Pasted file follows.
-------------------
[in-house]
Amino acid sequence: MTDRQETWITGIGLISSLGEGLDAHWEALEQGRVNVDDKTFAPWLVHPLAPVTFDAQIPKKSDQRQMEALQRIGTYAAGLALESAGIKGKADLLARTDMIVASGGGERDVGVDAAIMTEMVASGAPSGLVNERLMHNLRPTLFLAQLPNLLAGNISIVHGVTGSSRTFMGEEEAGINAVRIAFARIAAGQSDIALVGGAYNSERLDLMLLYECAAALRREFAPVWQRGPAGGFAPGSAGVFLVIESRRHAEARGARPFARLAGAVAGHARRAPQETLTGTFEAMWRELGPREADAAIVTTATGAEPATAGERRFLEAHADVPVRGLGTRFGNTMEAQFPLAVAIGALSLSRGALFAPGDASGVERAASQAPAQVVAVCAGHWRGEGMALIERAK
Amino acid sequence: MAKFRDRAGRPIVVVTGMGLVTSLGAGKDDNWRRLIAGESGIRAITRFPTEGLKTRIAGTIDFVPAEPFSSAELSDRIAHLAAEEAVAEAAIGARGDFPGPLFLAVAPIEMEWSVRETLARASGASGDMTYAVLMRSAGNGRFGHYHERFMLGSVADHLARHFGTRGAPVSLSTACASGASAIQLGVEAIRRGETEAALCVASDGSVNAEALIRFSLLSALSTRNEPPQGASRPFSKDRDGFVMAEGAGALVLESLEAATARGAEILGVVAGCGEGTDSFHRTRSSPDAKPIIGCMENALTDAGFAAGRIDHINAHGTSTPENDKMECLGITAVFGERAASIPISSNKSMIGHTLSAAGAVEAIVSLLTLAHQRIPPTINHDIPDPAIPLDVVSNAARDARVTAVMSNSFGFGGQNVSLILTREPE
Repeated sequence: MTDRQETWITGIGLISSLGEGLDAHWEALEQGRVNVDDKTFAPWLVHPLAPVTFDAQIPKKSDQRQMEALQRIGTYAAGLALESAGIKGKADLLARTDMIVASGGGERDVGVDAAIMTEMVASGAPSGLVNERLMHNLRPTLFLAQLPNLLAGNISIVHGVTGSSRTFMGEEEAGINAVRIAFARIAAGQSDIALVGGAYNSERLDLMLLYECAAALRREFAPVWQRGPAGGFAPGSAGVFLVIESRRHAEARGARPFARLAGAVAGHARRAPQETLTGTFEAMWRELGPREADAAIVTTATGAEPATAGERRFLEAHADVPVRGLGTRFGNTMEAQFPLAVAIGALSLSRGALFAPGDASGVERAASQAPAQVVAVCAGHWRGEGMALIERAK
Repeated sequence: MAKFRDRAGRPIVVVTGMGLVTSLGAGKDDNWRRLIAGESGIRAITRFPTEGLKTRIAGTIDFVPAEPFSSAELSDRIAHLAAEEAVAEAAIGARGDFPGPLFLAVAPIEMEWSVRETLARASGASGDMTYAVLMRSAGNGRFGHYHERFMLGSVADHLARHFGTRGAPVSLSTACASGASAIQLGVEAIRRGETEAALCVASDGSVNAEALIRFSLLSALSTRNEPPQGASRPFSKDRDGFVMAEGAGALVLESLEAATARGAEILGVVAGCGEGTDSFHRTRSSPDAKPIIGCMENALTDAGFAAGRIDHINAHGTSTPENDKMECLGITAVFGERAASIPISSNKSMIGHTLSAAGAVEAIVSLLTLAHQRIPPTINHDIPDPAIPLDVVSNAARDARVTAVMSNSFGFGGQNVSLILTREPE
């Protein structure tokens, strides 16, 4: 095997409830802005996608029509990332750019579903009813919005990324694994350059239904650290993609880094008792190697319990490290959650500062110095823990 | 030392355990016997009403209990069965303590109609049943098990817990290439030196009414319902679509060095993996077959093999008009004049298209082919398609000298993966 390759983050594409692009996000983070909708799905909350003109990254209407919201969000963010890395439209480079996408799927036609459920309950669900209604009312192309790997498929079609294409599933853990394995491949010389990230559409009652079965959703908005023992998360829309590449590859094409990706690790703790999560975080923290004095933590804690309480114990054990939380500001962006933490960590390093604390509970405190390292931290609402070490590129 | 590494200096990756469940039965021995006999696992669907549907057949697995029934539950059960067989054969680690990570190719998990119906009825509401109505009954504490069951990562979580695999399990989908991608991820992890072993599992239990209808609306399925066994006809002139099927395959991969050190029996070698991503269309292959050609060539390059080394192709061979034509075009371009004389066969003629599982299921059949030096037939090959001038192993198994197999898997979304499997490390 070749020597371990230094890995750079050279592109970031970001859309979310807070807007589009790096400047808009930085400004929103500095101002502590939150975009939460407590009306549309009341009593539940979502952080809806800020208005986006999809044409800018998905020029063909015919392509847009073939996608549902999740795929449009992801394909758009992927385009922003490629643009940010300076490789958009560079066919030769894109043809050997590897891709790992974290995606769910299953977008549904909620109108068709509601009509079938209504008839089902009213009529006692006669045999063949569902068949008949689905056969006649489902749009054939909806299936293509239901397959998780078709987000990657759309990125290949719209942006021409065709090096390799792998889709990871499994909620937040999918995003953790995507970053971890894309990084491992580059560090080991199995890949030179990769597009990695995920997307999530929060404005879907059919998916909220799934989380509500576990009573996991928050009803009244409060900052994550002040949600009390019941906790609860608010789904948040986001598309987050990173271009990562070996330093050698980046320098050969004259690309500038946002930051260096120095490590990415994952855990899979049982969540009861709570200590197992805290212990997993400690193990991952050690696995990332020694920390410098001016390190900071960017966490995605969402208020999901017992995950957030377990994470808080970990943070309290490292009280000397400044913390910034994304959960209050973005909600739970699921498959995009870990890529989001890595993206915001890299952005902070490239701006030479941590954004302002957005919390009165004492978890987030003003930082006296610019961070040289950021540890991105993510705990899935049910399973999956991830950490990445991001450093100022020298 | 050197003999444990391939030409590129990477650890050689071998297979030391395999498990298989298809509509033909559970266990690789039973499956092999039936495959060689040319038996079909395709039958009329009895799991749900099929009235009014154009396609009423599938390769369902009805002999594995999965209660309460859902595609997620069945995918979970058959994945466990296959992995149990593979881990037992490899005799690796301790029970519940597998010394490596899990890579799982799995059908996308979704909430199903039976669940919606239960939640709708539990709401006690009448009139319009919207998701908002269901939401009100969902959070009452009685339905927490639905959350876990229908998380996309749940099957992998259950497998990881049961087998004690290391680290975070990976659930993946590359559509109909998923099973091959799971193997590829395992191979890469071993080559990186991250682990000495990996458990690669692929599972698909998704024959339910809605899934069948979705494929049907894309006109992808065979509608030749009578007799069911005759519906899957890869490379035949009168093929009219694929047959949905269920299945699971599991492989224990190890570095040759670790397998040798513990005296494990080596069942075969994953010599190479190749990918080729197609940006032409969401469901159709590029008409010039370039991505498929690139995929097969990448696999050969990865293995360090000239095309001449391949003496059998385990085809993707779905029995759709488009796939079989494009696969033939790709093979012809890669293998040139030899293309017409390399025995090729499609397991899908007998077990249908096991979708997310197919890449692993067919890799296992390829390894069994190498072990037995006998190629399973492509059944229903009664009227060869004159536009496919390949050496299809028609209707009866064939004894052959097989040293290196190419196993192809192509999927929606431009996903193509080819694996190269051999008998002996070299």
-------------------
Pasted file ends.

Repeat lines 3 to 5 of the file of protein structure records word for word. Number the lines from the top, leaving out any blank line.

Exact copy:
Amino acid sequence: MAKFRDRAGRPIVVVTGMGLVTSLGAGKDDNWRRLIAGESGIRAITRFPTEGLKTRIAGTIDFVPAEPFSSAELSDRIAHLAAEEAVAEAAIGARGDFPGPLFLAVAPIEMEWSVRETLARASGASGDMTYAVLMRSAGNGRFGHYHERFMLGSVADHLARHFGTRGAPVSLSTACASGASAIQLGVEAIRRGETEAALCVASDGSVNAEALIRFSLLSALSTRNEPPQGASRPFSKDRDGFVMAEGAGALVLESLEAATARGAEILGVVAGCGEGTDSFHRTRSSPDAKPIIGCMENALTDAGFAAGRIDHINAHGTSTPENDKMECLGITAVFGERAASIPISSNKSMIGHTLSAAGAVEAIVSLLTLAHQRIPPTINHDIPDPAIPLDVVSNAARDARVTAVMSNSFGFGGQNVSLILTREPE
Repeated sequence: MTDRQETWITGIGLISSLGEGLDAHWEALEQGRVNVDDKTFAPWLVHPLAPVTFDAQIPKKSDQRQMEALQRIGTYAAGLALESAGIKGKADLLARTDMIVASGGGERDVGVDAAIMTEMVASGAPSGLVNERLMHNLRPTLFLAQLPNLLAGNISIVHGVTGSSRTFMGEEEAGINAVRIAFARIAAGQSDIALVGGAYNSERLDLMLLYECAAALRREFAPVWQRGPAGGFAPGSAGVFLVIESRRHAEARGARPFARLAGAVAGHARRAPQETLTGTFEAMWRELGPREADAAIVTTATGAEPATAGERRFLEAHADVPVRGLGTRFGNTMEAQFPLAVAIGALSLSRGALFAPGDASGVERAASQAPAQVVAVCAGHWRGEGMALIERAK
Repeated sequence: MAKFRDRAGRPIVVVTGMGLVTSLGAGKDDNWRRLIAGESGIRAITRFPTEGLKTRIAGTIDFVPAEPFSSAELSDRIAHLAAEEAVAEAAIGARGDFPGPLFLAVAPIEMEWSVRETLARASGASGDMTYAVLMRSAGNGRFGHYHERFMLGSVADHLARHFGTRGAPVSLSTACASGASAIQLGVEAIRRGETEAALCVASDGSVNAEALIRFSLLSALSTRNEPPQGASRPFSKDRDGFVMAEGAGALVLESLEAATARGAEILGVVAGCGEGTDSFHRTRSSPDAKPIIGCMENALTDAGFAAGRIDHINAHGTSTPENDKMECLGITAVFGERAASIPISSNKSMIGHTLSAAGAVEAIVSLLTLAHQRIPPTINHDIPDPAIPLDVVSNAARDARVTAVMSNSFGFGGQNVSLILTREPE